The Eels of Dandenong Creek

This 9-minute video, produced by the First Friends of Dandenong Creek, tells the story of the short-finned eels (Anguilla australis) in Dandenong Creek.  It describes their amazing lifecycle and the importance of eels to Traditional Owners, as well as how urbanisation and pollution impact them.

WATCH - The Eels of Dandenong Creek

Short-finned Eels can swim a long way

Short-finned eels are one of the native fish species that the Healthy Waterways Strategy is aimed at protecting and improving over time. Globally, freshwater eels have declined dramatically over the past 50 years due to factors such as habitat loss and barriers to migration. Short-finned eels are commonly found in many waterways across the Melbourne region. They are catadromous fish, meaning that they migrate as adults between freshwater and saltwater to complete their life cycle. 

Short-finned eel (Anguilla Australis). Credit: David Paul / Museums Victoria.
Short-finned eels (Anguilla Australis), though common in waterways across much of south-eastern Victoria, have been in decline over recent decades. Credit: David Paul / Museums Victoria. License: CC by Attribution-NonCommercial

The short-finned eels of Dandenong Creek are originally spawned many thousands of kilometres away in the Coral Sea. Newly hatched, leaf-shaped larvae are carried on Australia’s eastern coastal currents south and east to New Zealand. They arrive at the estuaries of freshwater creeks and rivers such as the Dandenong Creek as immature, colourless glass eels.  The eels may spend time in the estuary feeding, taking on colour and growing into elvers before migrating upstream into freshwater. Here they live and grow for as many as 25 years before they eventually migrate downstream to the open ocean, making the long journey back to the Coral Sea where they mate, spawn and eventually die. 

Research undertaken at the Arthur Rylah Institute (ARI) led Dr. Wayne Koster has recently reported the results of tracking eels for the first time in their oceanic migration. Pop-up satellite archival tags (PSATs) were used to directly examine the oceanic migrations of adult short-finned eels from Australia, including their vertical movement behaviour, migration routes, response to the lunar cycle and predation.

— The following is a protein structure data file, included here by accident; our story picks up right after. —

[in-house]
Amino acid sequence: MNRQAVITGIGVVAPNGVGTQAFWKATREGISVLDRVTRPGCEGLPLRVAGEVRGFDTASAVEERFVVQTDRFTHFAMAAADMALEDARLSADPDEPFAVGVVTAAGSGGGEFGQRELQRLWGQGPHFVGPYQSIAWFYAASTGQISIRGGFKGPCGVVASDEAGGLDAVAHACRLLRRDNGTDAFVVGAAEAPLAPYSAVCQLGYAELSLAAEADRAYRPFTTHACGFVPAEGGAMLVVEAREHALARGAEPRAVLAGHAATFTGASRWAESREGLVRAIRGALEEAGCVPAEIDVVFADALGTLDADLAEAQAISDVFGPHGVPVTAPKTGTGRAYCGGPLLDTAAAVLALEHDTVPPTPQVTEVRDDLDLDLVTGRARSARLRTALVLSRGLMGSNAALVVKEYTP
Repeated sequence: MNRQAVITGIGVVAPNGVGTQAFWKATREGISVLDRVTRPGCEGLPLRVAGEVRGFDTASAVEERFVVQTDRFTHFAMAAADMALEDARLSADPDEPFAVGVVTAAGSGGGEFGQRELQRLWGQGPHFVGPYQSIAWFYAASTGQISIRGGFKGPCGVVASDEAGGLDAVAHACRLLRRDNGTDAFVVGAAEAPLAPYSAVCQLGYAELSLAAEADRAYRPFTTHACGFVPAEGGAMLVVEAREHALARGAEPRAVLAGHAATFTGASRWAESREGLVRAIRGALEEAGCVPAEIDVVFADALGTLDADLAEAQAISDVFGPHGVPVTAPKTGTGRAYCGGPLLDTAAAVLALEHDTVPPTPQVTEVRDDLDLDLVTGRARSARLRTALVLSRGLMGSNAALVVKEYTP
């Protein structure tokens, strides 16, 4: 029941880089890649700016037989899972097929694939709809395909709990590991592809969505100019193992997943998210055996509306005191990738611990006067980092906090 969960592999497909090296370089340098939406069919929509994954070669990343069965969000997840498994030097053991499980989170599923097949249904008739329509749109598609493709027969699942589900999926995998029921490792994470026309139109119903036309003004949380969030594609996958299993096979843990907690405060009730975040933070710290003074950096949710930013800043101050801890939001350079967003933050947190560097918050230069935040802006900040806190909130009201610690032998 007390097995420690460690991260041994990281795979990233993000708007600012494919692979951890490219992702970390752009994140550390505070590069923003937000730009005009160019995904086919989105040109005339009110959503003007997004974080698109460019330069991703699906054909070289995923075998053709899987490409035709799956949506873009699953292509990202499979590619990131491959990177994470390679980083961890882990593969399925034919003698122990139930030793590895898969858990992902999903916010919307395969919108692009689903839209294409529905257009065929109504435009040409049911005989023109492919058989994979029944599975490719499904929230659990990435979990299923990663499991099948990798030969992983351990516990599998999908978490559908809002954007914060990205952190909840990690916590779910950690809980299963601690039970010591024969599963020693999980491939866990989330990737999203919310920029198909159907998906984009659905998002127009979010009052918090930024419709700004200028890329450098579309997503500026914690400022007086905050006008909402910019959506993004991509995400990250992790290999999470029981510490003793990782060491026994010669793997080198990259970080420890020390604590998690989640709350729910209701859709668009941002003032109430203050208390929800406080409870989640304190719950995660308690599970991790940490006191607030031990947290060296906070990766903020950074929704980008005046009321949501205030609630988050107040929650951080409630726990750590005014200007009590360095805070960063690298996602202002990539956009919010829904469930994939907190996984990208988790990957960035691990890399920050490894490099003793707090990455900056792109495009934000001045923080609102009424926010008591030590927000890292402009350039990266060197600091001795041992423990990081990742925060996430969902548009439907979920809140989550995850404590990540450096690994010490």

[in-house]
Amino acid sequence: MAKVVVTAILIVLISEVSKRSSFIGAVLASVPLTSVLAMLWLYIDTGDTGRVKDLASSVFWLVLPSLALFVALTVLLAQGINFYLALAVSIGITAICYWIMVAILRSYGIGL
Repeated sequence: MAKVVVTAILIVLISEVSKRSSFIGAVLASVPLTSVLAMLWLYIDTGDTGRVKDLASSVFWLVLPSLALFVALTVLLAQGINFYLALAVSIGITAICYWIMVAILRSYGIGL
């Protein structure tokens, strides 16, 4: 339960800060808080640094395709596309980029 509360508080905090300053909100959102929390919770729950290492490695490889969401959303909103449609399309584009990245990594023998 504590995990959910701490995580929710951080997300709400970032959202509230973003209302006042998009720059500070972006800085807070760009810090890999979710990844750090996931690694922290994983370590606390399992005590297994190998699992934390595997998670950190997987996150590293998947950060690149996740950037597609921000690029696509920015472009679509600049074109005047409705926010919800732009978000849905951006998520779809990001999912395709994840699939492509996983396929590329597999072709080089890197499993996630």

Importance to Traditional Owners 

Short-finned eels are important to Traditional Owners across many parts of south-eastern Australia. Wurundjeri Woi Wurrung Elder, Uncle Dave Wandin, explains the importance of short-finned eels to Traditional Owners and how his ancestors would create eel traps in shallow areas of the river to fish for them, taking care to leave plenty so that there would be a strong population into the future. This method was all about sustainability and caring for Country and all variety of creatures. Due to ecological changes and decline in quality, Uncle Dave explains how they don't see as many eels as they used to.

"We've lost the path of caring for Country. But just think about what happens downstream, what happens tomorrow?"

Uncle Dave Wandin, Wurundjeri Woi Wurrung Elder

Elder, Uncle Dave Wandin
Elder, Uncle Dave Wandin, speaks of what short-finned eels mean to his culture.

An interesting seminar jointly presented by Gunditjmara man Uncle Denis Rose and Dr Wayne Koster from ARI tells the story of the importance of eels to Traditional Owners and presents the results of their joint research on tracking eel migrations into the Coral Sea. 

Pollution can dirty the waters

In 2018 on Melbourne Cup Day, a significant release of detergent into Dandenong Creek resulted in the death of not only eels in the area but other fish in the creek too. Detergent in the water makes it impossible for fish and other aquatic creatures to breath.  Today Environmental Scientists from Bio2Lab monitor pollution and keep an eye on water quality. There are many pollutants that we can't see, and one of the biggest invisible problems is insecticides.

Pollution event on the Dandenong Creek during Melbourne Cup Day 2018.
Pollution event on the Dandenong Creek during Melbourne Cup Day 2018.

A vision for the future

All life in Dandenong Creek depends on clean water and good habitat. The First Friends of Dandenong Creek focus on the eel population because of its status as a keystone species and the connection with Traditional Owners. The First Friends of Dandenong Creek formed in 1999 and are a strong community group that have visions for a healthier Dandenong Creek with good water quality. If the eel population is healthy, they can be confident that the creek is in good condition. Learn more about how you can get involved with The First Friends of Dandenong Creek.

Links to the Healthy Waterways Strategy - Dandenong catchment

The video highlights the urban waterway pollution issues that impact fish; a key value in the Healthy Waterways Strategy. It also links to performance objectives across the region to reduce the impacts of industrial pollution and to improve the connectivity of habitat for fish in Dandenong Creek. The First Friends of Dandenong Creek are active participants in the co-delivery of the Healthy Waterways Strategy and lead many activities that involve the wider community, including tree planting days to revegetate the waterways of Dandenong Creek. Their role is vital to the success of the Healthy Waterways Strategy and also contributes to participation targets set for the Dandenong catchment